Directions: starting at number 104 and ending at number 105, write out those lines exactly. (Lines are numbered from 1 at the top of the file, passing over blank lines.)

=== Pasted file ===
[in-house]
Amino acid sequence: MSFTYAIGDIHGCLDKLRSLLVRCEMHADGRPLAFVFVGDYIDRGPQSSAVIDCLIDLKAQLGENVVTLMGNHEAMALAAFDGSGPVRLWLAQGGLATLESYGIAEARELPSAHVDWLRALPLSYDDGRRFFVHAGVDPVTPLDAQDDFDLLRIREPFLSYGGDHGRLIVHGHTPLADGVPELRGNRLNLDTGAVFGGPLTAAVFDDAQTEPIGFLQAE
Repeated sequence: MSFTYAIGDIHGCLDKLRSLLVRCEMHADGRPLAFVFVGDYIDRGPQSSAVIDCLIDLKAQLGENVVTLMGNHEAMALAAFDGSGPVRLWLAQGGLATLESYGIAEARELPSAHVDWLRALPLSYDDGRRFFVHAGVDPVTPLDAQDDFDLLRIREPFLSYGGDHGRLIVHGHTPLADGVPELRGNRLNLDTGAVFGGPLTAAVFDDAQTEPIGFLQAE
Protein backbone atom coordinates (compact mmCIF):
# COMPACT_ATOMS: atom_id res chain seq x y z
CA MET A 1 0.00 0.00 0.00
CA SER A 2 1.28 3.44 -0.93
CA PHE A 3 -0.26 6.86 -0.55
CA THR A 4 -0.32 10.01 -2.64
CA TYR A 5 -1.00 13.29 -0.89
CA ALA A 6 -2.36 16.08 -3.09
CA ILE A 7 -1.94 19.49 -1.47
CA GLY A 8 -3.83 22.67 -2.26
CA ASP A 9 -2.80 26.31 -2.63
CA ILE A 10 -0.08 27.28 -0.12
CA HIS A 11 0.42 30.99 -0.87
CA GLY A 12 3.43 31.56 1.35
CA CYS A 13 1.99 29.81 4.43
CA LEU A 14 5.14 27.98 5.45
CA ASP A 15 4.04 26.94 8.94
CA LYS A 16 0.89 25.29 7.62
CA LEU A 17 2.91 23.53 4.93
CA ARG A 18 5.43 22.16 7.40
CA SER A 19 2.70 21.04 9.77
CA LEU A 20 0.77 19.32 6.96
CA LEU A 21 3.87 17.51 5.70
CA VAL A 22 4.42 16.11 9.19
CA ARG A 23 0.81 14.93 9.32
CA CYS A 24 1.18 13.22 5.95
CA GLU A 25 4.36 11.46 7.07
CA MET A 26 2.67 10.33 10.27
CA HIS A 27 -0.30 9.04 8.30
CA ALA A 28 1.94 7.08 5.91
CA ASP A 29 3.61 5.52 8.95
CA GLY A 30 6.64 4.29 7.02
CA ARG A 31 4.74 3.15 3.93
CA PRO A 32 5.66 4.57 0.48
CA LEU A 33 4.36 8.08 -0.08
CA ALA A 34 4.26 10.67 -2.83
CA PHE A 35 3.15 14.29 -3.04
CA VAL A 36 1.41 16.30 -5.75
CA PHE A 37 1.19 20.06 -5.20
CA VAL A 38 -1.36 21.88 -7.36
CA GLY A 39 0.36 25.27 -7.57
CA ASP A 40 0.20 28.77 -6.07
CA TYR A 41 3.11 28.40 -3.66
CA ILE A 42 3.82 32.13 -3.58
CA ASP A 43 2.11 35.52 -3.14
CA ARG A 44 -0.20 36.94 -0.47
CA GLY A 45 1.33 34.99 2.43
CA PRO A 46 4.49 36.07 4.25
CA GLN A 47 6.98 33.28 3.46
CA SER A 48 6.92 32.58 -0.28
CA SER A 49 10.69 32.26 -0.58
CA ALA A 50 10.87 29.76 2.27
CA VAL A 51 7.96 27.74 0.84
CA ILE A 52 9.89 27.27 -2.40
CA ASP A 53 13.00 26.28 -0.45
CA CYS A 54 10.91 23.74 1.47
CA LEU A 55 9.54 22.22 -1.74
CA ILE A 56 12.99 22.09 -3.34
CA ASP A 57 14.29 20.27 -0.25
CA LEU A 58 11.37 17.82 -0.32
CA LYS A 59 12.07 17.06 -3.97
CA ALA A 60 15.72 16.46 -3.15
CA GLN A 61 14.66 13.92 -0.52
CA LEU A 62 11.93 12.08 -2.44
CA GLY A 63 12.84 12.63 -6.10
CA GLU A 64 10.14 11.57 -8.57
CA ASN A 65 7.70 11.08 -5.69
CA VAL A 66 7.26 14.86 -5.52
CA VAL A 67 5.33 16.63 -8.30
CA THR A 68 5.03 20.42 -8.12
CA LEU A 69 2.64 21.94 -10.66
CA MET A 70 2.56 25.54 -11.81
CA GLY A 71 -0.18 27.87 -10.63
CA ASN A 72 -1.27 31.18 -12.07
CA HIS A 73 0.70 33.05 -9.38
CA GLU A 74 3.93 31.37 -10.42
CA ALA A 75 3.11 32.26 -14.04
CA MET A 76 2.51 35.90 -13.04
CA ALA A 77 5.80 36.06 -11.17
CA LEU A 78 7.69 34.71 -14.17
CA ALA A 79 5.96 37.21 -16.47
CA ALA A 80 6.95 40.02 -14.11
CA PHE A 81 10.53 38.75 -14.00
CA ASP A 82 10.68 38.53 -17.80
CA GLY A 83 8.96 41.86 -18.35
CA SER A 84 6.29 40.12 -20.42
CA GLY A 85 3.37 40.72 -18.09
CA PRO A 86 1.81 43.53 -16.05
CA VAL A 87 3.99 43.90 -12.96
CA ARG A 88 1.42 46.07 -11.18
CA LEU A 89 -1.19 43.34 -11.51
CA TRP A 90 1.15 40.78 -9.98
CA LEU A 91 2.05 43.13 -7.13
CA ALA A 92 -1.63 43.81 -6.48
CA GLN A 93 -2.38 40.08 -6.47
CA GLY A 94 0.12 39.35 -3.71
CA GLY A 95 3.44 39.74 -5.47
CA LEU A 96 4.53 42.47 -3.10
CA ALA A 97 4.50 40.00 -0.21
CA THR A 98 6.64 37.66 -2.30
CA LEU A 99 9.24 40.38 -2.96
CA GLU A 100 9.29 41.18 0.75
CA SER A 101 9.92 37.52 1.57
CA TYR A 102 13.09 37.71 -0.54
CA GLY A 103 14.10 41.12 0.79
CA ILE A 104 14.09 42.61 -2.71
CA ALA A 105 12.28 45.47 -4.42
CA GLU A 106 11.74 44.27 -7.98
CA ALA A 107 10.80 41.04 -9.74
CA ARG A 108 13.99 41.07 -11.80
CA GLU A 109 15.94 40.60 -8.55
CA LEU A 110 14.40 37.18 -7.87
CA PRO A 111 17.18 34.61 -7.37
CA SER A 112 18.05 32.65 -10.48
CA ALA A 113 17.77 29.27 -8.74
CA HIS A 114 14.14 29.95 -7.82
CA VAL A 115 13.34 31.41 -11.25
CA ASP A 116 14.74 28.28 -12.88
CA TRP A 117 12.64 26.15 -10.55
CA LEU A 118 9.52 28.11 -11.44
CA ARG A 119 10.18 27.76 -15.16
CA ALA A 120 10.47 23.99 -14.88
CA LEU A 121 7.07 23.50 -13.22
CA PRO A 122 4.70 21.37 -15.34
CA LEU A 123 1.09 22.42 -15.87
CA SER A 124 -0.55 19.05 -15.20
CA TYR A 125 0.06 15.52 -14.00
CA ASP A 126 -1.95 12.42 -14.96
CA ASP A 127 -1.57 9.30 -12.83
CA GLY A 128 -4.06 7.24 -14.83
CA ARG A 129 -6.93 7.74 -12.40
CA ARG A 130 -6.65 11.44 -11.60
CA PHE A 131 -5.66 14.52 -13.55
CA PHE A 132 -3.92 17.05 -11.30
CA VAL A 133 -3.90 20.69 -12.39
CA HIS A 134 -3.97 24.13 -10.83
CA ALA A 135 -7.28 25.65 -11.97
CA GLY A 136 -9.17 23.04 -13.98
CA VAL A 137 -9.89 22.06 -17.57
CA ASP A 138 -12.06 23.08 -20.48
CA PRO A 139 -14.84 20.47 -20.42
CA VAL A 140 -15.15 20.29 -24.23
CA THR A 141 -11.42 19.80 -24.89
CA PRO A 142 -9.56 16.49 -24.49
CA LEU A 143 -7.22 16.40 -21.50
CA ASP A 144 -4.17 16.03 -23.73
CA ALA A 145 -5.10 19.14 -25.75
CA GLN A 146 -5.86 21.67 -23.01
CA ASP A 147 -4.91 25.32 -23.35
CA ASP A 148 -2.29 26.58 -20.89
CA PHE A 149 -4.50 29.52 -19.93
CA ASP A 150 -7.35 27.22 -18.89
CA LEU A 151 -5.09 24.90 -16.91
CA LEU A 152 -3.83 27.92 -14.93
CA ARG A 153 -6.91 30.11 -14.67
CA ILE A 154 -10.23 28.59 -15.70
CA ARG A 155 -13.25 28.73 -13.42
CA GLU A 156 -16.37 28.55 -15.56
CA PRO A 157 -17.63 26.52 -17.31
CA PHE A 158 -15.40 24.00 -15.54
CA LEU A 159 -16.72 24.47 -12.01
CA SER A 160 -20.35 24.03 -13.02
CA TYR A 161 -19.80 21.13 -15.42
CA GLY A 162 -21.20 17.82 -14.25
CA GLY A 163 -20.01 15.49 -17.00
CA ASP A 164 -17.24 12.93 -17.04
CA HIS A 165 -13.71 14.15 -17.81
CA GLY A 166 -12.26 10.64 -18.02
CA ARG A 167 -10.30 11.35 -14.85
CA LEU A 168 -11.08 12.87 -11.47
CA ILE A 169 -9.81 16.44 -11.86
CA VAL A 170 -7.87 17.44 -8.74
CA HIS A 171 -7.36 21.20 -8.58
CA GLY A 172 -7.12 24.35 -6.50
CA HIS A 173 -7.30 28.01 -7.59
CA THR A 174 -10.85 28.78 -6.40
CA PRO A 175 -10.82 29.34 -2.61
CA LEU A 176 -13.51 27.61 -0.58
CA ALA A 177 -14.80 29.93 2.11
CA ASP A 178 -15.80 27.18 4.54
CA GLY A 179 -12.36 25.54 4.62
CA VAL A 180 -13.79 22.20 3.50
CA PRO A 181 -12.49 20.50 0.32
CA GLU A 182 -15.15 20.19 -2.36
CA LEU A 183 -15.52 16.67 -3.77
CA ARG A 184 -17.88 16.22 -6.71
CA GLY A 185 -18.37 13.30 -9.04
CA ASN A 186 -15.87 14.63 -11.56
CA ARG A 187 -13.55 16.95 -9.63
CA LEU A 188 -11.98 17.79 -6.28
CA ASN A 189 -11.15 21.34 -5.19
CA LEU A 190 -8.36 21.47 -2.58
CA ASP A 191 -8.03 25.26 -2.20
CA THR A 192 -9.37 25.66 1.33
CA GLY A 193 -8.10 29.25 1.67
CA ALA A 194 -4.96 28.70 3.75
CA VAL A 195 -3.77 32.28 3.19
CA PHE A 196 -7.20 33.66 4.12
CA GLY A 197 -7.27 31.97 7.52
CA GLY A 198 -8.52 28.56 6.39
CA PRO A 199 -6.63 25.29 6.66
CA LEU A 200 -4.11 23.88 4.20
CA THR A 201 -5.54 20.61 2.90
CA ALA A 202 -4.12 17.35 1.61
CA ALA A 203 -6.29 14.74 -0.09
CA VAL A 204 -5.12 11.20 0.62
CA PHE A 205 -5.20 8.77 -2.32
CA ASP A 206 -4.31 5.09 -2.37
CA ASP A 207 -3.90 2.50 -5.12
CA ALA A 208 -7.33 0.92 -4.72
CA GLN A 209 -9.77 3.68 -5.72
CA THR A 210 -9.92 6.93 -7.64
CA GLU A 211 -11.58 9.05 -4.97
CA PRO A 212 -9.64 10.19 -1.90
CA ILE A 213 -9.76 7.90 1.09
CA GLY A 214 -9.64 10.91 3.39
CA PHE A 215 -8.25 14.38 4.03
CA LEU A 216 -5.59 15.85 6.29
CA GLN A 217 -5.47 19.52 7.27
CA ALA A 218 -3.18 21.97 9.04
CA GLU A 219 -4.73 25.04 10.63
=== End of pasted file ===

CA LEU A 99 9.24 40.38 -2.96
CA GLU A 100 9.29 41.18 0.75